I'd like to survey universities around the country, via their HR websites, to see what parental leave policies they have on the books.  (Maybe this has already been done?)  Who provides paid leave?  Who provides alternative work assignments?  What is the retention rate of female faculty there?  Are faculty who are parents happy, successful, and supported?

Until then, here are some tips and suggestions about academic maternity leave gleaned from my months' worth of information-gathering at my university and elsewhere:
  • Know your rights under FMLA.  This government policy covers employees at companies with 50 or more employees.  At the very worst, you likely have up to 12 weeks of unpaid leave available, with the right to be reinstated to your position at full pay without any change to your original terms of employment.  From what I understand, though, employers cannot require you to take more than 6 weeks of unpaid leave; they are required to find you alternate duties if you can't perform your normal ones due to pregnancy or post-partum/nursing issues.  In reality, though, it can be difficult to convince universities that you have skills other than teaching that you can be paid for.
  • Find out if you have disability coverage or insurance.  Many women in the U.S. take short-term disability (6 to 8 weeks) to cover maternity leave.  Most plans will pay you 2/3 of your salary for the period of disability, and many employers specifically do allow maternity leave as a covered disability (which is a whole other conversation, of course).  At my university, disability coverage is not automatically provided and is a separate insurance plan for which I would have to pay full premiums. This was not made clear to me during benefits orientation or an early meeting with HR. Once I found out about this option, I wasn't eligible, as I was already pregnant.
  • Contact your faculty union representative.  That is, if you have a union.  Here in Florida, we have the UFF.  I'd naively assumed I was automatically a member of the union, as I was in the last state I worked that had a faculty union (NY), but here enrollment is not mandatory and requires dues of 1% of your salary per year.  The union may not be able to do much, but they may be able to offer solutions and advocate on your behalf to your dean.  You may also be able to contact the American Association of University Professors (AAUP) for help.  We have only one chapter in the entirety of Florida, though, so I didn't look into this further.  The American Association of University Women (AAUW) may have suggestions as well, but again, since we don't have a chapter anywhere nearby, I didn't pursue this.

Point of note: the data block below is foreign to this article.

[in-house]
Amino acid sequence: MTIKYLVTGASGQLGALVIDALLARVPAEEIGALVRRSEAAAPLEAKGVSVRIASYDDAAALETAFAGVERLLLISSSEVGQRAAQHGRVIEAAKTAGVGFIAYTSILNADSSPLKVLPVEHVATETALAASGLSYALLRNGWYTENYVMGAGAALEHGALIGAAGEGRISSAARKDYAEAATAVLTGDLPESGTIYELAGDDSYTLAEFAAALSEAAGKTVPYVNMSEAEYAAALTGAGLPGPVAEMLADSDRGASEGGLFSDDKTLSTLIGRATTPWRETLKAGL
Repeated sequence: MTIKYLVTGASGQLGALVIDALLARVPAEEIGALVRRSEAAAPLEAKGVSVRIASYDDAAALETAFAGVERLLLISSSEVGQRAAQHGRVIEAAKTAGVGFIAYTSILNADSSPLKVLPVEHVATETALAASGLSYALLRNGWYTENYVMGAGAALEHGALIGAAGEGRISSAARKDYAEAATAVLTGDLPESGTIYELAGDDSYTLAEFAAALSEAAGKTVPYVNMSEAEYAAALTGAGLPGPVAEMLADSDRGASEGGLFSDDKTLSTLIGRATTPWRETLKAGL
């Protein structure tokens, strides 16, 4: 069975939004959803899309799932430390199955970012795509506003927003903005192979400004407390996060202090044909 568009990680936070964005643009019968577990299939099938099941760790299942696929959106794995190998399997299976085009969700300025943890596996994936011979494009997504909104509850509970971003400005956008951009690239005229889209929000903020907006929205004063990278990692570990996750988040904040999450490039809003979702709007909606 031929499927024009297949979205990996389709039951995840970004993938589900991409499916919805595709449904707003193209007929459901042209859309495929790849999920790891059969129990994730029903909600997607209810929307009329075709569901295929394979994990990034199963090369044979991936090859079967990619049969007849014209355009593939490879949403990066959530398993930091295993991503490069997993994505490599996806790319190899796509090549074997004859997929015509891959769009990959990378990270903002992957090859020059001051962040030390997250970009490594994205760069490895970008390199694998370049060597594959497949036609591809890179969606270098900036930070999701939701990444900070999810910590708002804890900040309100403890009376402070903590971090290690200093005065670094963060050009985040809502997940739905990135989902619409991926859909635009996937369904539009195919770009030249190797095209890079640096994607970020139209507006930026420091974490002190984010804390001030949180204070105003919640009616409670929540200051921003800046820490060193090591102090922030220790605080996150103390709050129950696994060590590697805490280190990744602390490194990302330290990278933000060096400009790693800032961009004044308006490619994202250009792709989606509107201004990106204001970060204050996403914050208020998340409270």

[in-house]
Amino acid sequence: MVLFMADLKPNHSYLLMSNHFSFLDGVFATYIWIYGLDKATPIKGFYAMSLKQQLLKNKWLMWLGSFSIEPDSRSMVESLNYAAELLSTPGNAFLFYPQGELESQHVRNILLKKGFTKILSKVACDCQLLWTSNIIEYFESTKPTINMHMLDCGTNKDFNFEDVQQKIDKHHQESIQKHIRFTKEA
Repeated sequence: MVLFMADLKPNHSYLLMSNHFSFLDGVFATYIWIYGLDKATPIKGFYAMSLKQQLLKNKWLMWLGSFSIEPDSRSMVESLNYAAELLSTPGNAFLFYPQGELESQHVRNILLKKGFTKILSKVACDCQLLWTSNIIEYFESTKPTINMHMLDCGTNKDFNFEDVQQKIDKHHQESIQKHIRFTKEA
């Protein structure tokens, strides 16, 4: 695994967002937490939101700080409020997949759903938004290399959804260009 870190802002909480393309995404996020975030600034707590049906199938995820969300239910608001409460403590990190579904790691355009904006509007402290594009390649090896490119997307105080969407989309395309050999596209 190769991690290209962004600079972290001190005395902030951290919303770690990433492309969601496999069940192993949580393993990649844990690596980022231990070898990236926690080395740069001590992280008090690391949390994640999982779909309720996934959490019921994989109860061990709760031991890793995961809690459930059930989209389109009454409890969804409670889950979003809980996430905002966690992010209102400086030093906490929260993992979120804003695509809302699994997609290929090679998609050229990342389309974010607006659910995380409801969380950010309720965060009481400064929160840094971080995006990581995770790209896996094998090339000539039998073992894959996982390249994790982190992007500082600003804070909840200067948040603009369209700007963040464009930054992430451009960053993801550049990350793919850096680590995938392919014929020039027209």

• Take sick and/or vacation leave.  If you have paid sick and/or vacation leave, you can likely take this during a maternity leave, generally in concert with FMLA.  I accrue sick leave at a rate of about 2 weeks per year, which means to earn a full semester's paid maternity leave, I'd have to be here 7-8 years first.  We have a sick leave pool, where people can deposit unused leave and others can take that leave, but I am not eligible for that because I haven't been here a year yet.  So check into the rules and regulations for taking leave.
  • Identify alternative work assignments.  For me, this was the most difficult task, since I am new to the university and confused about navigating all the policies (or lack thereof) in front of me.  I talked to my department chair, but I also talked to two other department chairs (both of whom are parents), emailed several women at my university about their experiences, and talked to friends who are faculty at other institutions for suggestions.  These days, online or blended/hybrid courses are a reality on most campuses, as are MOOCs, so perhaps teaching a full load could work for some female faculty.  If you've been at a university for a while, there may be administrative tasks you could take on: help with getting information in line for an upcoming department or university review (e.g., SACS accreditation).  But for new, un-tenured faculty, your best bet may be to ask your department chair what can be done: revising and updating labs for a popular class; taking on extra advising of students; creating and hosting a mini-conference; working on and submitting a large grant proposal; redesigning and updating the department's public-facing marketing (e.g., website, brochure, newsletter).  For what it's worth, I will be doing this last option for my alternative assignment.